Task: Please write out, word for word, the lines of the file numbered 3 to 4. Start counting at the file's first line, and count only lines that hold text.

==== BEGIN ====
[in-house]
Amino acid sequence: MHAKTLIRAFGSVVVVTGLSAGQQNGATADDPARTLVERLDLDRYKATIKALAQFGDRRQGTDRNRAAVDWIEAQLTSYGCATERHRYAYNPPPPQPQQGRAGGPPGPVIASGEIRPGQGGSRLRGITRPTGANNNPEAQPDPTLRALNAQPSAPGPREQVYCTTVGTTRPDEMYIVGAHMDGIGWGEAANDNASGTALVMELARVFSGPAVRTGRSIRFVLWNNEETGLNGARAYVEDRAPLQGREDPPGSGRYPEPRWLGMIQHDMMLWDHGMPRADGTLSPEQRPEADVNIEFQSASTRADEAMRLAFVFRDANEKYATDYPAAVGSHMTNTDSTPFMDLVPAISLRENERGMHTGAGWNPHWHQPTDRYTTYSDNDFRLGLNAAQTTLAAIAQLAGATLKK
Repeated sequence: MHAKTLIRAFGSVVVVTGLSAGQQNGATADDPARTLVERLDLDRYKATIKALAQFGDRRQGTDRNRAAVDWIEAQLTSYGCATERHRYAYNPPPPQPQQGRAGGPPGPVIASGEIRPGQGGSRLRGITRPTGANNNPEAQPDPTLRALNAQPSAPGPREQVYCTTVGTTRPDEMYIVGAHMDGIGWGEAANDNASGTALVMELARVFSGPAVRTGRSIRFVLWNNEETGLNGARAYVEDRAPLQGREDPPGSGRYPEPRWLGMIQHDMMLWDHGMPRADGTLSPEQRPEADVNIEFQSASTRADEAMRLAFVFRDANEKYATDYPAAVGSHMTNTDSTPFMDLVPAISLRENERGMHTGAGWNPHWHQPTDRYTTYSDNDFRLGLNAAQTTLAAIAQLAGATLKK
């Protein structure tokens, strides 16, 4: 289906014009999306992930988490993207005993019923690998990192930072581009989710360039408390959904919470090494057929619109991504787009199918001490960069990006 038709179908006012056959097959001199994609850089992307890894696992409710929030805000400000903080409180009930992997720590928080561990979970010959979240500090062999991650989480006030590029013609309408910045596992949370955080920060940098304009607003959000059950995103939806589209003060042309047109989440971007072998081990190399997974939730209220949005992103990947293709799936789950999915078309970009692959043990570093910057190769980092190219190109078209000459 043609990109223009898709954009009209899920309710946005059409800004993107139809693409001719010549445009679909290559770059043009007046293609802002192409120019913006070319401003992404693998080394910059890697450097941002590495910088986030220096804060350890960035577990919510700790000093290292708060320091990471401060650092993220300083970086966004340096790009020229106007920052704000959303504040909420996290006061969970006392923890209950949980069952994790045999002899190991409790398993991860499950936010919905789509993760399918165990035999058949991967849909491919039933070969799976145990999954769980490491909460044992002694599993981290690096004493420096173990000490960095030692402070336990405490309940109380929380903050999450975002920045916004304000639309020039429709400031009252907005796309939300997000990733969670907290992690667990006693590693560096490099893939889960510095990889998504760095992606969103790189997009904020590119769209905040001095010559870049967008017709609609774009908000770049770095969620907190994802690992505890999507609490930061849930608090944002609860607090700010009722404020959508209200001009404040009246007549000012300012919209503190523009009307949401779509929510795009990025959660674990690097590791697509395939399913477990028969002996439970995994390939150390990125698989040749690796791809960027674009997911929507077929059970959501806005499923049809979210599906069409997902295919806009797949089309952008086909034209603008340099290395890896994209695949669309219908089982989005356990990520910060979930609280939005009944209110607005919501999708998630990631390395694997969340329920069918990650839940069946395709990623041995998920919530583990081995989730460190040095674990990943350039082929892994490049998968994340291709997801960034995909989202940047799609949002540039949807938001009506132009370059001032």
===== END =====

Repeated sequence: MHAKTLIRAFGSVVVVTGLSAGQQNGATADDPARTLVERLDLDRYKATIKALAQFGDRRQGTDRNRAAVDWIEAQLTSYGCATERHRYAYNPPPPQPQQGRAGGPPGPVIASGEIRPGQGGSRLRGITRPTGANNNPEAQPDPTLRALNAQPSAPGPREQVYCTTVGTTRPDEMYIVGAHMDGIGWGEAANDNASGTALVMELARVFSGPAVRTGRSIRFVLWNNEETGLNGARAYVEDRAPLQGREDPPGSGRYPEPRWLGMIQHDMMLWDHGMPRADGTLSPEQRPEADVNIEFQSASTRADEAMRLAFVFRDANEKYATDYPAAVGSHMTNTDSTPFMDLVPAISLRENERGMHTGAGWNPHWHQPTDRYTTYSDNDFRLGLNAAQTTLAAIAQLAGATLKK
């Protein structure tokens, strides 16, 4: 289906014009999306992930988490993207005993019923690998990192930072581009989710360039408390959904919470090494057929619109991504787009199918001490960069990006 038709179908006012056959097959001199994609850089992307890894696992409710929030805000400000903080409180009930992997720590928080561990979970010959979240500090062999991650989480006030590029013609309408910045596992949370955080920060940098304009607003959000059950995103939806589209003060042309047109989440971007072998081990190399997974939730209220949005992103990947293709799936789950999915078309970009692959043990570093910057190769980092190219190109078209000459 043609990109223009898709954009009209899920309710946005059409800004993107139809693409001719010549445009679909290559770059043009007046293609802002192409120019913006070319401003992404693998080394910059890697450097941002590495910088986030220096804060350890960035577990919510700790000093290292708060320091990471401060650092993220300083970086966004340096790009020229106007920052704000959303504040909420996290006061969970006392923890209950949980069952994790045999002899190991409790398993991860499950936010919905789509993760399918165990035999058949991967849909491919039933070969799976145990999954769980490491909460044992002694599993981290690096004493420096173990000490960095030692402070336990405490309940109380929380903050999450975002920045916004304000639309020039429709400031009252907005796309939300997000990733969670907290992690667990006693590693560096490099893939889960510095990889998504760095992606969103790189997009904020590119769209905040001095010559870049967008017709609609774009908000770049770095969620907190994802690992505890999507609490930061849930608090944002609860607090700010009722404020959508209200001009404040009246007549000012300012919209503190523009009307949401779509929510795009990025959660674990690097590791697509395939399913477990028969002996439970995994390939150390990125698989040749690796791809960027674009997911929507077929059970959501806005499923049809979210599906069409997902295919806009797949089309952008086909034209603008340099290395890896994209695949669309219908089982989005356990990520910060979930609280939005009944209110607005919501999708998630990631390395694997969340329920069918990650839940069946395709990623041995998920919530583990081995989730460190040095674990990943350039082929892994490049998968994340291709997801960034995909989202940047799609949002540039949807938001009506132009370059001032």